Hyaluronic acid (HA) is a natural occurring substance in the skin. It is a polysaccharide and found throughout the body and in the extracellular matrix of the skin . It’s versatile, non-toxic and not inflammatory. It plays a role in cushioning, shock absorption, and tissue viscosity. It is found as an injectable and in topical formulations.
It is most often used medically and cosmetically for a number of reasons as an injectable. For dermatology, I use it for soft tissue augmentation on the face, backs of hands, scars and chest lines. It has been used by ophthalmology (cataract surgery), Orthopaedics (joints), ENT (vocal cords), urology ( interstitial cystitis) , etc. It is biocompatible and very well tolerated with very few adverse effects noted. It has lubricating properties, hydration, cushioning, and wound healing effects.
Topical formulations of HA are seen for anti- wrinkle creams and skin hydration. The question here is how much HA can get through the skin to actually have an effect as it is a fairly large molecule. The goal of HA topically is to increase improve skin hydration, elasticity and decrease wrinkle depth. HA can attract and retain moisture in the skin. The reality here is that it’s not really an ‘anti aging’ product- it’s action is misunderstood by people who opt to use it. HA in fillers is injected directly into the dermis of the skin to get to work. HA topically can’t get there- the molecules are too big. It may get into the very superficial layer of the epidermis to retain some moisture to make the skin look less wrinkled because it’s more hydrated. In this sense it’s an effective moisturizer.
For the skin as an injectable we use it predominantly for tissue augmentation. It provides fast, safe and effective results for patients looking to restore loss of volume or augment. It is wonderful to work with because as a bioimplant, when injected correctly, does not have a firm or bumpy feel.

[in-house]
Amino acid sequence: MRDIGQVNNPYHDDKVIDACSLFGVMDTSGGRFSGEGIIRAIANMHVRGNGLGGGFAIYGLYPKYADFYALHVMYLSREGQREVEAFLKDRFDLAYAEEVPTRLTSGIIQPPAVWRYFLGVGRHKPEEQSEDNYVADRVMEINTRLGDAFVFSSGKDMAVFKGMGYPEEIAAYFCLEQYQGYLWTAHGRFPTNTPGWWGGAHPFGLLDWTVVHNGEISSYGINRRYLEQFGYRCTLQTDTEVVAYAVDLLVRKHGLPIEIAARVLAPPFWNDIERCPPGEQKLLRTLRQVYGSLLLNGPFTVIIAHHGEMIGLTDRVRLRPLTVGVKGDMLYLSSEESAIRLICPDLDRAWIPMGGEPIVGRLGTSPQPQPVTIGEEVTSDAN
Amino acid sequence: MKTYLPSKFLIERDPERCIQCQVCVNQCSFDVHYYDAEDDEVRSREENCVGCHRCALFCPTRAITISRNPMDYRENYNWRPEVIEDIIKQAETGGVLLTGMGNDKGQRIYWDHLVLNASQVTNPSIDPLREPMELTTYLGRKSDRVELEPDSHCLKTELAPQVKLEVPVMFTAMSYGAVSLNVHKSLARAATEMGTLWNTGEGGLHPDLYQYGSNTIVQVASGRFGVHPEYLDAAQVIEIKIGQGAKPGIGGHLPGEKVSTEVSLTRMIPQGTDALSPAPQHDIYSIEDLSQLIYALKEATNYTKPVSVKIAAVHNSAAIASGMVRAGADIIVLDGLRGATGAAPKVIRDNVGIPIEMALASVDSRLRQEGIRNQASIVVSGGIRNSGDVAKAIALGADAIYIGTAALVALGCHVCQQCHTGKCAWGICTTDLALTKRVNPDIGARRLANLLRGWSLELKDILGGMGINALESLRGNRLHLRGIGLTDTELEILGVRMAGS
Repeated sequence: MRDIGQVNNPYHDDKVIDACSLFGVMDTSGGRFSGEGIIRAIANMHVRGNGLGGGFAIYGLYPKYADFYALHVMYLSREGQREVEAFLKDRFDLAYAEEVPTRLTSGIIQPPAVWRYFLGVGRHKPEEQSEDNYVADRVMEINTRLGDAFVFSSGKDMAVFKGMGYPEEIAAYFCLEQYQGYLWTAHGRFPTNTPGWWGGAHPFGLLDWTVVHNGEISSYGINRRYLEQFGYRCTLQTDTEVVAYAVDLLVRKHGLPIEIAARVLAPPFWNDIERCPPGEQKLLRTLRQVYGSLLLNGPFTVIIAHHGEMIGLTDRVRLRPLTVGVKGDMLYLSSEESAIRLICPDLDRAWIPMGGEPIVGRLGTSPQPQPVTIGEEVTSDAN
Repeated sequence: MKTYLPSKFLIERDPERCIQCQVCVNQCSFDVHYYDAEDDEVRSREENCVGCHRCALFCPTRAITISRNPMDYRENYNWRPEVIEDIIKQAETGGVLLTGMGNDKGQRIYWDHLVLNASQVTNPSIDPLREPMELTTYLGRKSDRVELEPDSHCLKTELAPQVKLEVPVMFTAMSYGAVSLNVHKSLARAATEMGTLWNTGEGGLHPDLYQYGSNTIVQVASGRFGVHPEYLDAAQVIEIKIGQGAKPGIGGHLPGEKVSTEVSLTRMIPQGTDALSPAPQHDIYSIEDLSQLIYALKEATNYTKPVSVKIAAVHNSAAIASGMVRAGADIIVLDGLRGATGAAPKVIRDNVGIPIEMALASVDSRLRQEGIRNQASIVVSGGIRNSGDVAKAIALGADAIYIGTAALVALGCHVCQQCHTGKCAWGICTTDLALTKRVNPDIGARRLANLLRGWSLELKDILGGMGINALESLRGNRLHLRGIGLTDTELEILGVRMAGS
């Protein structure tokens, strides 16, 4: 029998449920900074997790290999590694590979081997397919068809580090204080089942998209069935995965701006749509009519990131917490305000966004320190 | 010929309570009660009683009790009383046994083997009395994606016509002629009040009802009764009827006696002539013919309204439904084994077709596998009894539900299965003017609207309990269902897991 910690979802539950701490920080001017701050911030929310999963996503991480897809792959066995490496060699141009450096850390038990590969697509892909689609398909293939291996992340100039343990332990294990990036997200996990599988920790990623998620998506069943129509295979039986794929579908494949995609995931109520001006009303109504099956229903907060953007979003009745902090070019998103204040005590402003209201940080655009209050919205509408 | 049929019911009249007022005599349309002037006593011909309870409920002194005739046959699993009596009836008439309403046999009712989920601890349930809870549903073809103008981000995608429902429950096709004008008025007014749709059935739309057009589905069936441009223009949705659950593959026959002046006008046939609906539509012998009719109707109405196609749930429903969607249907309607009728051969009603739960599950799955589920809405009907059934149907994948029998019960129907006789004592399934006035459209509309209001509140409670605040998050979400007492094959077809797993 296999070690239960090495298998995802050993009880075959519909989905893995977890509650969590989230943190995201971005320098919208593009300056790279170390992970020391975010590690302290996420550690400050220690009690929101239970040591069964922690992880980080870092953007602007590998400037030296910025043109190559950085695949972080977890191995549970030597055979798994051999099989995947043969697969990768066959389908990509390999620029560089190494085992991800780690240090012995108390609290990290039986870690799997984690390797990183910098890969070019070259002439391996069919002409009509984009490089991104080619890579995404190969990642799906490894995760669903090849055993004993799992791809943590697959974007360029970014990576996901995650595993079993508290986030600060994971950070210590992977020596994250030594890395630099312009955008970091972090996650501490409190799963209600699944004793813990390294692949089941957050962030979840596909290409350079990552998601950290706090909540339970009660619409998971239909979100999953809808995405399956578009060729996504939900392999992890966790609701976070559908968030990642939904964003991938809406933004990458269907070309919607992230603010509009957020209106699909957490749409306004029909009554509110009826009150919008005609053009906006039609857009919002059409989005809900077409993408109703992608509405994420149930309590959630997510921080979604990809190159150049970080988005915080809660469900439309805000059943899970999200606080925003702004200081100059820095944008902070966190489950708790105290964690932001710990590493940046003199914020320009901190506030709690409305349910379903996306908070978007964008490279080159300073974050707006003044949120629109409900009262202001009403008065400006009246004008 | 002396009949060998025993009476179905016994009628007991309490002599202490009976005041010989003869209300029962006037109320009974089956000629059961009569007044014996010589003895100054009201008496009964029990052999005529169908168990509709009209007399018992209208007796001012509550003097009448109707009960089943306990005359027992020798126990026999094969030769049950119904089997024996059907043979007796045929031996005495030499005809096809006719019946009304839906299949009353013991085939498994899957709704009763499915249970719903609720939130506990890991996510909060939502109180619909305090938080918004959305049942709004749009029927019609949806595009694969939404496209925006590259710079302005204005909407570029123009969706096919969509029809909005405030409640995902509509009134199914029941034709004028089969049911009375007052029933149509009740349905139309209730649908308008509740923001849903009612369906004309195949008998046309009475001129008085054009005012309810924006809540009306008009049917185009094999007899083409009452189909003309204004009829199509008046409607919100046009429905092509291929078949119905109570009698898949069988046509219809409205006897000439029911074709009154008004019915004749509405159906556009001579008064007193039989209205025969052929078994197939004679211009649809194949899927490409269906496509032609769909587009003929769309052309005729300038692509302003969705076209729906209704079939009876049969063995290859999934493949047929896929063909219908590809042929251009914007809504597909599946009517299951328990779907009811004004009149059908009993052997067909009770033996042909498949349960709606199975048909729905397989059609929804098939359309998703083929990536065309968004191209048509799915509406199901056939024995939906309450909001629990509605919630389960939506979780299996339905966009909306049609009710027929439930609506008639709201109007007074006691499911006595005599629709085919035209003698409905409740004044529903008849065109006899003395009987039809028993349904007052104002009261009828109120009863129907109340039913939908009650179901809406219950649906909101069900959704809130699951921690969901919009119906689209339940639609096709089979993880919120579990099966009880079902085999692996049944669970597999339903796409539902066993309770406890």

I inject either directly into the area of concern or carefully place product to restore contours to the face.
Topically, it’s a moisturizer. It’s not necessarily the greatest moisturizer ingredient ever made- but it’s good.
HA is very well tolerated as an injectable- Occasionally will see bruising that may last about a week. Redness and swelling can occur as well. Overall very well tolerated.
Topically, it hydrates. Not likely to cause allergic reactions. It’s actually not an acid, by the way, (even though it’s called Hyaluronic ACID:) so it won’t exfoliate or cause dryness.
I break down cosmetic procedures into 3 categories: restorative, enhancing and transformative. Restorative is focusing on restoring volume loss that results in deep lines and wrinkles. Commonly this is the under eye area, nasolabial folds, jowls, etc. Enhancing procedures take a feature we have and augment or enhance the feature to draw attention to it. Examples of this would be lip enhancing or cheek bone augmentation. Transformative procedures are when I have a patient that comes in with a photo of a feature they do not have and wish to transform their look to include it. Most commonly this would be significant lip augmentation.
All areas can use HA fillers.
The key to note here is understanding the anatomy of a wrinkle. I break this down as three features: loss of volume/fat, thinning of skin, and muscle contraction. Loss of volume is where HA fillers work. Thinning of skin can be enhanced by topical retinoids and alpha hydroxy acids or radio frequency devices. And muscle contraction is addressed through botulinum toxins.
Topically, if you are looking for a moisturizer and would like to try it out then go for it! One caution- the HA molecule looks for and loves water. If you live in a humid environment it will draw moisture from there. If you live in a dry environment it may pull moisture out of your skin up towards the product and paradoxically make you feel dryer. (Remember those osmosis diagrams in your middle school science textbook with the salt water solutions:)
Just about anyone can use these products as long as they are not allergic.
Topically, oily skin types fair better than dry. Dry skin unfortunately may not have the moisture HA topical products need to work.
Injectables are up to your dermatologist- these vary not in concentration but more so in particle size)
Topically, most products are 1-2% HA. I don’t know how it could be much more in the liquid state (most come as serums). If a product is claiming to be more than that please let me know- I’d be happy to evaluate it and give you the run down on what the label actually means. Technically you really shouldn’t go above 1-2 % because your skin will not have the moisture the HA is looking for. It will deplete the natural moisture deep inside your skin as the moisture gets absorbed by the HA molecules!